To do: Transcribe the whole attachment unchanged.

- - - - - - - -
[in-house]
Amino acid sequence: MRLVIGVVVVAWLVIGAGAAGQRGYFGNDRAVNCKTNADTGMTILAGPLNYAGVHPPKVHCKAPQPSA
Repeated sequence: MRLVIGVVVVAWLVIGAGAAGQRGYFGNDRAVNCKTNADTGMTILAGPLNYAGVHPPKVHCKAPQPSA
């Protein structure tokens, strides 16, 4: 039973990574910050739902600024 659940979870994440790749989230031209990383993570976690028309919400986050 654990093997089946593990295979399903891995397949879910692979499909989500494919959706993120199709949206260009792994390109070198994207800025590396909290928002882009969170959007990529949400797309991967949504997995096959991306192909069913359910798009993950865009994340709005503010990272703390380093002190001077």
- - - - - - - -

[in-house]
Amino acid sequence: MRLVIGVVVVAWLVIGAGAAGQRGYFGNDRAVNCKTNADTGMTILAGPLNYAGVHPPKVHCKAPQPSA
Repeated sequence: MRLVIGVVVVAWLVIGAGAAGQRGYFGNDRAVNCKTNADTGMTILAGPLNYAGVHPPKVHCKAPQPSA
């Protein structure tokens, strides 16, 4: 039973990574910050739902600024 659940979870994440790749989230031209990383993570976690028309919400986050 654990093997089946593990295979399903891995397949879910692979499909989500494919959706993120199709949206260009792994390109070198994207800025590396909290928002882009969170959007990529949400797309991967949504997995096959991306192909069913359910798009993950865009994340709005503010990272703390380093002190001077």